Human error is one of the biggest compliance and security threats to any organization—especially organizations in health care. That’s why setting expectations for your staff—and providing continual healthcare compliance training and education opportunities—is so important.
Under the HIPAA Privacy Rule, patients have several rights regarding their medical records, including a right to access, a right to amend, and, in some circumstances, a right to restrict disclosures of their protected health information (PHI). Understanding and complying with those rights is an important component of quality patient care.
If you own a small- to medium-sized physical therapy practice, you are most likely preoccupied with daily operations such as paying bills, marketing your practice, and treating patients. You may know about HIPAA at a high-level—and you may also worry from time to time about a data breach. But, compliance and security are complicated; the regulations are written in legalese.
With electronic storage of protected health information (“PHI”) becoming more common, healthcare providers are rightly concerned about ensuring their data and security systems are not breached, and developing an established course of action in the event that their systems are breached.
Before 2015, data breaches were mostly confined to retail businesses. However, as more patient information becomes digitized, big data breaches are becoming more common in health care. And hackers don’t discriminate; they target organizations of all types and sizes, ranging from big hospitals to small private practices.
I’m sure by now you’ve heard a rumor that California has enacted the most impactful privacy rule in the nation. Maybe you also heard that California’s privacy rule applies to California residents—and that it does not apply to medical information.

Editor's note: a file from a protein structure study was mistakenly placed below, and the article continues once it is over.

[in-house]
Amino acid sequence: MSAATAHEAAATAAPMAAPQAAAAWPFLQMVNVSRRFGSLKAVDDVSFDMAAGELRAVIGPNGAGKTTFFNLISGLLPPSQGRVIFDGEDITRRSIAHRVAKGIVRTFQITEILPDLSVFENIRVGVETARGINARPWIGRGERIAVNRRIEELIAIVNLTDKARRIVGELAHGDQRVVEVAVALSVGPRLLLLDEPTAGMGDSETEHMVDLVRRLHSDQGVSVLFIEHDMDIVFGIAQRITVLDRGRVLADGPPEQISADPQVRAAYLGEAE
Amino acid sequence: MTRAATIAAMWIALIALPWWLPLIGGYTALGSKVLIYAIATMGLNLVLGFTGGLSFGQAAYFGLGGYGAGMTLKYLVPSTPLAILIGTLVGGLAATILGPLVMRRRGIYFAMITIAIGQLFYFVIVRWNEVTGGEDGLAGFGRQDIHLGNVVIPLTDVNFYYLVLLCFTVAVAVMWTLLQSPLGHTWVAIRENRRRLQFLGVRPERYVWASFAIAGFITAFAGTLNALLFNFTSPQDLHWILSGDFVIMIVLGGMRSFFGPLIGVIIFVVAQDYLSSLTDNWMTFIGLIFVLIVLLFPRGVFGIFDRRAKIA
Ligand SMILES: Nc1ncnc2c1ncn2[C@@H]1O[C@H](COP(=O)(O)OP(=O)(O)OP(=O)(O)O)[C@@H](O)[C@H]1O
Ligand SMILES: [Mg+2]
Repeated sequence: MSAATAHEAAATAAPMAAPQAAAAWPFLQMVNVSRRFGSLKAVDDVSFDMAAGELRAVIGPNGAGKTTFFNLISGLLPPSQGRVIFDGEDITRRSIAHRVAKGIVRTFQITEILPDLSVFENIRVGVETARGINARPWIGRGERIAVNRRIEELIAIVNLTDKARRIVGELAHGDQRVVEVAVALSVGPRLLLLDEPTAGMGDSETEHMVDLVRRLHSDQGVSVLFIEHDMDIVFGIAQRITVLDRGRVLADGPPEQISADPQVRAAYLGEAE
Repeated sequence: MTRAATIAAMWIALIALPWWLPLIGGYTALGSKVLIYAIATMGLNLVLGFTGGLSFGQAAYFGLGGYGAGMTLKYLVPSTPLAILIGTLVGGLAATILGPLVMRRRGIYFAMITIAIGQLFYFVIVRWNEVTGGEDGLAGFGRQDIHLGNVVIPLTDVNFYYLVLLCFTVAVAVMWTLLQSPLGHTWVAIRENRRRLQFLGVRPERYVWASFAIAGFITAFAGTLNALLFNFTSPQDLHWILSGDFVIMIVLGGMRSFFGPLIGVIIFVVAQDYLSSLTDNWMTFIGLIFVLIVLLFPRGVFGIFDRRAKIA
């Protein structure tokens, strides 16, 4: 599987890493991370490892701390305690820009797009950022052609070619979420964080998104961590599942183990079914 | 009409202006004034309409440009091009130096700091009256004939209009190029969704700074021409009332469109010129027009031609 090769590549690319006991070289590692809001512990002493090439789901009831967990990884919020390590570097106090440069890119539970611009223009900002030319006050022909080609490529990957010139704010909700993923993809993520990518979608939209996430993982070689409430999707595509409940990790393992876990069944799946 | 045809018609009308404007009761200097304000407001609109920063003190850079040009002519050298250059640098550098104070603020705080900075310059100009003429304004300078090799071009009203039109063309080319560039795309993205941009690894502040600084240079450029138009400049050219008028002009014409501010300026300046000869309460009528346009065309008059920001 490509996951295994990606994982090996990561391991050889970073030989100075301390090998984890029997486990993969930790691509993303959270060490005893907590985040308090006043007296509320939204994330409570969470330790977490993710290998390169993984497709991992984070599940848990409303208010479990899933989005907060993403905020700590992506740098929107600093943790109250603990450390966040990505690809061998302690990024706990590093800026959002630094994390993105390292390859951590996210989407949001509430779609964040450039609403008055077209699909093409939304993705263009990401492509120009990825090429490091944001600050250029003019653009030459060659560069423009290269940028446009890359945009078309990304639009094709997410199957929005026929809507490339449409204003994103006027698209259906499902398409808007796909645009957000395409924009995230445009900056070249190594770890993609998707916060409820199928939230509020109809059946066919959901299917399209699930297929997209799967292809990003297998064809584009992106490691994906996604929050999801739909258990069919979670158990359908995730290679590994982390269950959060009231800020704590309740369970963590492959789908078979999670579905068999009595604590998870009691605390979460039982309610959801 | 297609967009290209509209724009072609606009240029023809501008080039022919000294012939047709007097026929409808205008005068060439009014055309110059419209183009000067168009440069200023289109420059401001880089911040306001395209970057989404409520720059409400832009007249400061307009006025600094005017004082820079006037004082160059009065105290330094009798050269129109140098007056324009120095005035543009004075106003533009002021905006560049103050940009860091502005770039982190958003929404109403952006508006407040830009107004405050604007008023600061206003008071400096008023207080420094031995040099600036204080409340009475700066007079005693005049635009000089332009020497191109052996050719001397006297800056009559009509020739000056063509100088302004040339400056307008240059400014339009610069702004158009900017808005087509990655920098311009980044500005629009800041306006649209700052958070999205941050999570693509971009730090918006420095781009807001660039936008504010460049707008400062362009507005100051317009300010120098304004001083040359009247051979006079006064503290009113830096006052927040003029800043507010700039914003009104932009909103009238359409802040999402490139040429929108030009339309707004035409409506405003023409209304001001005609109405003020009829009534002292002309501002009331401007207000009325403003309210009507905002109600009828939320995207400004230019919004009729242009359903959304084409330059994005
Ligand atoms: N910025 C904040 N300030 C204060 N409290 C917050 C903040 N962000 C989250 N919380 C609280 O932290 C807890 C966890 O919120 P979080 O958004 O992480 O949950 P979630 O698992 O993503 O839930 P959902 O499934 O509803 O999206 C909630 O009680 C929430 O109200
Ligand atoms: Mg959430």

Is your relationship with billing complicated at best? I get it. Figuring out how to bill insurance companies for private practice physical therapy can seem daunting, especially in light of ever-changing regulations.
Without a doubt, healthcare practices—big and small—find the HIPAA risk assessment daunting. The HIPAA Security Rule requires all covered entities (a.k.a. providers) and business associates (a.k.a. the people and vendors providers do business with) to conduct an accurate and thorough risk analysis of potential risks and vulnerabilities to the confidentiality, integrity, and availability of all electronic protected health information (ePHI).
As exhibited in the news items below, small practices are not immune to HIPAA scrutiny by the federal government’s Department of Health and Human Services (DHHS)—as investigated by their enforcement agency, the Office of Civil Rights (OCR).
Here’s a scenario I hope you never have to face: your small physical therapy practice hires a third-party billing company to manage your billing operations. Then, that billing company experiences a massive data breach affecting more than 1,000 of your patients.
Back in 1996—long before the days of social media and smartphones—Congress passed the Health Insurance Portability and Accountability Act (HIPAA) as a means of governing the manner in which providers, insurers, and business associates collect, share, and use patient protected health information (PHI).
Your clinic environment might be casual, but that doesn’t mean you should throw the rules of professionalism out the window.